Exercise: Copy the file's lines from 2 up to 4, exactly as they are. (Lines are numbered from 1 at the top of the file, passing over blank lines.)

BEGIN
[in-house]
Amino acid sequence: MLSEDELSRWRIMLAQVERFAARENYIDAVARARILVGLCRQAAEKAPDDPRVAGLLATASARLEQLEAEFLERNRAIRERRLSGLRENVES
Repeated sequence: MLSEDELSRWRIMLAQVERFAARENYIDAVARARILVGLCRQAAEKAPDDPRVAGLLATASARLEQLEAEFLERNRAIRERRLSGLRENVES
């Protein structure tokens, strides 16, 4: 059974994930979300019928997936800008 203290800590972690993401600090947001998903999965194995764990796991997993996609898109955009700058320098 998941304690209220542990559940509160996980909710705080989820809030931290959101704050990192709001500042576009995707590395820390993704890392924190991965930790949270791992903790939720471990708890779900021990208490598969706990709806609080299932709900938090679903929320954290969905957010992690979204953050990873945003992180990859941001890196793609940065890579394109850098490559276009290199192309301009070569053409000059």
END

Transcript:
Amino acid sequence: MLSEDELSRWRIMLAQVERFAARENYIDAVARARILVGLCRQAAEKAPDDPRVAGLLATASARLEQLEAEFLERNRAIRERRLSGLRENVES
Repeated sequence: MLSEDELSRWRIMLAQVERFAARENYIDAVARARILVGLCRQAAEKAPDDPRVAGLLATASARLEQLEAEFLERNRAIRERRLSGLRENVES
């Protein structure tokens, strides 16, 4: 059974994930979300019928997936800008 203290800590972690993401600090947001998903999965194995764990796991997993996609898109955009700058320098 998941304690209220542990559940509160996980909710705080989820809030931290959101704050990192709001500042576009995707590395820390993704890392924190991965930790949270791992903790939720471990708890779900021990208490598969706990709806609080299932709900938090679903929320954290969905957010992690979204953050990873945003992180990859941001890196793609940065890579394109850098490559276009290199192309301009070569053409000059």